Last wild frank­in­cense forests un­der threat

Kuwait Times - - ANALYSIS -

In a tra­di­tion dat­ing to Bi­b­li­cal times, men rise at dawn in the rugged Cal Madow moun­tains of So­ma­liland in the Horn of Africa to scale rocky out­crops in search of the prized sap of wild frank­in­cense trees. Brac­ing against high winds, Musse Ismail Has­san climbs with his feet wrapped in cloth to pro­tect against the sticky resin. With a metal scraper, he chips off bark and the tree’s white sap bleeds into the salty air. “My fa­ther and grand­fa­ther were both do­ing this job,” said Has­san, who like all around here is Mus­lim. “We heard that it was with Je­sus” (PBUH).

When dried and burned, the sap pro­duces a fra­grant smoke which per­fumes churches and mosques around the world. Frank­in­cense, along with gold and myrrh, was brought by the Three Kings as gifts in the Gospel ac­count of the birth of Je­sus (PBUH). But now these last in­tact wild frank­in­cense forests on Earth are un­der threat as prices have shot up in re­cent years with the global ap­petite for es­sen­tial oils. Over­har­vest­ing has led to the trees dy­ing off faster than they can re­plen­ish, putting the an­cient resin trade at risk.

“(Frank­in­cense) is some­thing that is lit­er­ally given by God to hu­man­ity, so if we don’t pre­serve it, if we don’t take care of it, if we don’t look af­ter it, we will lose that,” said Shukri Ismail, So­ma­liland’s min­is­ter of en­vi­ron­ment and ru­ral de­vel­op­ment. The Cal Madow moun­tains, which rise from the Gulf of Aden in sheer cliff faces reach­ing over 8,000 feet (2,440 m), are part of So­ma­liland, an au­ton­o­mous repub­lic in So­ma­lia’s north­west. The frank­in­cense trade is So­ma­liland’s largest source of govern­ment rev­enue af­ter live­stock and live­stock prod­ucts, Ismail said.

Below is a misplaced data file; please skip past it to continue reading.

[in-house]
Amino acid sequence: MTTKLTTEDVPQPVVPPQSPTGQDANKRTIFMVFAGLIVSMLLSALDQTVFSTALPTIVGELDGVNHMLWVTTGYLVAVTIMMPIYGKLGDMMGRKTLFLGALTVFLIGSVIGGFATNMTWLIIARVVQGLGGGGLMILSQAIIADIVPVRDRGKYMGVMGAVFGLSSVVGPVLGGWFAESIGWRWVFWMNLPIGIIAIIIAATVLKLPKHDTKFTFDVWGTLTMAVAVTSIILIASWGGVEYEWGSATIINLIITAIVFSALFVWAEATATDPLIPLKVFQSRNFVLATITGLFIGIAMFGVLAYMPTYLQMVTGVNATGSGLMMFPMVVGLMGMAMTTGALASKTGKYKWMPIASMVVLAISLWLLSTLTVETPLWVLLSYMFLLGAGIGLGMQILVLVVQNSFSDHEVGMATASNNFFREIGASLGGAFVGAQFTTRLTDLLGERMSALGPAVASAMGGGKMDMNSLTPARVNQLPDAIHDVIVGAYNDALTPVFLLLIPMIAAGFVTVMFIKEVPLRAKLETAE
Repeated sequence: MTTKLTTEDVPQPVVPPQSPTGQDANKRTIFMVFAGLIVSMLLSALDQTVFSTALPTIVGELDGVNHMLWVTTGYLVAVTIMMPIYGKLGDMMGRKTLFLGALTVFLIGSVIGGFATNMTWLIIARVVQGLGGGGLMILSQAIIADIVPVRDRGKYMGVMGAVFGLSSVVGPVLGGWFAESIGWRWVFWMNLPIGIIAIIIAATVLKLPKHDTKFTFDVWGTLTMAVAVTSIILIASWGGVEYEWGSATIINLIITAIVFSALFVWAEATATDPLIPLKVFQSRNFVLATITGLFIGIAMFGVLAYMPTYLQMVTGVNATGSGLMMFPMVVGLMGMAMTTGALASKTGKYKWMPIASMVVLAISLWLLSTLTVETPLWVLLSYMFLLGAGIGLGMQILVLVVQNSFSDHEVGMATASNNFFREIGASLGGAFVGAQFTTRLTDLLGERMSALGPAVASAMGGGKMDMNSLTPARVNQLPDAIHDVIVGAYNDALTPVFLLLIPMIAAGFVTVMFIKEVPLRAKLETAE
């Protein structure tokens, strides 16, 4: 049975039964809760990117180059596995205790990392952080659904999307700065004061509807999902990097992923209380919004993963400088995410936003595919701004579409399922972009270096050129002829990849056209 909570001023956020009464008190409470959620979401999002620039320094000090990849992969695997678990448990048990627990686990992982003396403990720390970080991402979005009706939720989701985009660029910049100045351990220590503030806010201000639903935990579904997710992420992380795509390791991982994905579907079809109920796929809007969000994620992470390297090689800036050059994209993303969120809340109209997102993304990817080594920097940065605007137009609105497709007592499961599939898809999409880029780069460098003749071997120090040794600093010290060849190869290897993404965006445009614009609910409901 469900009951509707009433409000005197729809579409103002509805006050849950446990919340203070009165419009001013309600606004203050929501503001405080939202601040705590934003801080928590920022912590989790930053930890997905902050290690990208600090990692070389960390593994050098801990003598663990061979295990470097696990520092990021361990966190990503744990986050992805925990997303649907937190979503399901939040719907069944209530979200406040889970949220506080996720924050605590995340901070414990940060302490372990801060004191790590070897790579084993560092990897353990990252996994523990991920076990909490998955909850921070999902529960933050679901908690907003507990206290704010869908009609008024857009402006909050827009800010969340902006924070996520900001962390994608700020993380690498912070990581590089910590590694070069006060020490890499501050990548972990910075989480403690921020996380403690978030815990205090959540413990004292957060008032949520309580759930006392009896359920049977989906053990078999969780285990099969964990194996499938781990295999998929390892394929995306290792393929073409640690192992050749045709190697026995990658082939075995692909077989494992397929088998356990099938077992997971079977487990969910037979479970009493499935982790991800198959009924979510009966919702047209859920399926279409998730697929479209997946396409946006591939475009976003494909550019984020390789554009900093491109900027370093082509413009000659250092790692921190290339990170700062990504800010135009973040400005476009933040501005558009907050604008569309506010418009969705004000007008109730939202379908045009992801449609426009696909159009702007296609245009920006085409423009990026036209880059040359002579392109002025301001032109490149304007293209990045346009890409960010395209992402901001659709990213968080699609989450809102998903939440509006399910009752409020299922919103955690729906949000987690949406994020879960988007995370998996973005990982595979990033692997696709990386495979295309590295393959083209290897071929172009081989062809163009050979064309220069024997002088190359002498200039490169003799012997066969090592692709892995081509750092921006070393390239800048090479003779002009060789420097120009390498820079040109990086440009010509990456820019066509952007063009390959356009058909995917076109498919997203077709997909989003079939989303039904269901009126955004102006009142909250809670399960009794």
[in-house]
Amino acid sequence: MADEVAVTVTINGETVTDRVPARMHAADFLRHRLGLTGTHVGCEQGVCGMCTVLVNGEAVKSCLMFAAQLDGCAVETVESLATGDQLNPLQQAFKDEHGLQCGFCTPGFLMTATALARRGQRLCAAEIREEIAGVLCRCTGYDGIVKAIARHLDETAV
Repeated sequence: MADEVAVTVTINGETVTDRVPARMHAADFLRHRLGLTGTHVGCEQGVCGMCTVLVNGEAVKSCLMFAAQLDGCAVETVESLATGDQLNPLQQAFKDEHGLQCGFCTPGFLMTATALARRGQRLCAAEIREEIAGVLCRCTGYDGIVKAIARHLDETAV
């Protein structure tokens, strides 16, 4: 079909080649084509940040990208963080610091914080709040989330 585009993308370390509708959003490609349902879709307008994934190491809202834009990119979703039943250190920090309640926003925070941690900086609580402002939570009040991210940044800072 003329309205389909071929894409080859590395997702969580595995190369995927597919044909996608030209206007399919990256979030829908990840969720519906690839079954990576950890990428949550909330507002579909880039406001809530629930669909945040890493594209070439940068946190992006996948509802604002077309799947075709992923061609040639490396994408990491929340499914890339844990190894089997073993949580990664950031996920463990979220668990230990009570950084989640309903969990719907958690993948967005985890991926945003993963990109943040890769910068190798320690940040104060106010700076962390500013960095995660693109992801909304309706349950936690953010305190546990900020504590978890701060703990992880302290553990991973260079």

Har­vest­ing frank­in­cense is risky. The trees can grow high on cliff edges, shal­low roots grip­ping bare rock slith­er­ing with ven­omous snakes. Har­vesters of­ten slip and tum­ble down canyon walls. “Ev­ery year peo­ple ei­ther break both legs or die. Those ca­su­al­ties are so of­ten,” said Has­san, adding that he wished he had proper ropes and climb­ing gear. “It’s a very dan­ger­ous job, but we don’t have any al­ter­na­tive.” Once the resin is col­lected, women sort the chunks by color and size. The var­i­ous classes of resin are shipped to Ye­men, Saudi Ara­bia and even­tu­ally Europe and Amer­ica. Be­sides its use as in­cense, frank­in­cense gum is dis­tilled into oil for use in per­fumes, skin lo­tions, medicine and chew­ing gum.

In the last six years, prices for raw frank­in­cense have shot up from around $1 per kilo­gram to $5 to $7, said An­janette DeCarlo, an ecol­o­gist and di­rec­tor of Con­serve Cal Madow, an en­vi­ron­men­tal group. The rise in de­mand is the re­sult of stronger mar­ket­ing in the es­sen­tial oils in­dus­try, which la­bels frank­in­cense as the “King of Es­sen­tial Oils,” DeCarlo said. The dwin­dling sup­ply of high-qual­ity resin, and com­pe­ti­tion be­tween ex­porters, also are fac­tors.

Now over-tap­ping is de­stroy­ing the trees across the Cal Madow, as tap­pers try to ex­tract as much sap as pos­si­ble and make too many cuts per tree. They also tap the trees year-round rather than sea­son­ally, pre­vent­ing the trees from re­cov­er­ing. “The death rate of the adult trees is alarm­ing,” DeCarlo said. “There is po­ten­tial for re­gen­er­a­tion, but it takes about 40 years or so for these trees to be­come vi­able for tap­ping if it’s done right.”

Of­fi­cials worry the an­cient trade could dis­ap­pear. “Frank­in­cense that the pharaohs were us­ing came from here, so you could imag­ine it has a his­tory, it has a rich his­tory,” Ismail said. “I’m afraid that we will lose that rich his­tory.” — AP

In this Aug 6, 2016 photo, a man holds up two large tears of maydi, the large, most ex­pen­sive chunks of frank­in­cense resin, in Bu­rao, So­ma­liland, a break­away re­gion of So­ma­lia. — AP

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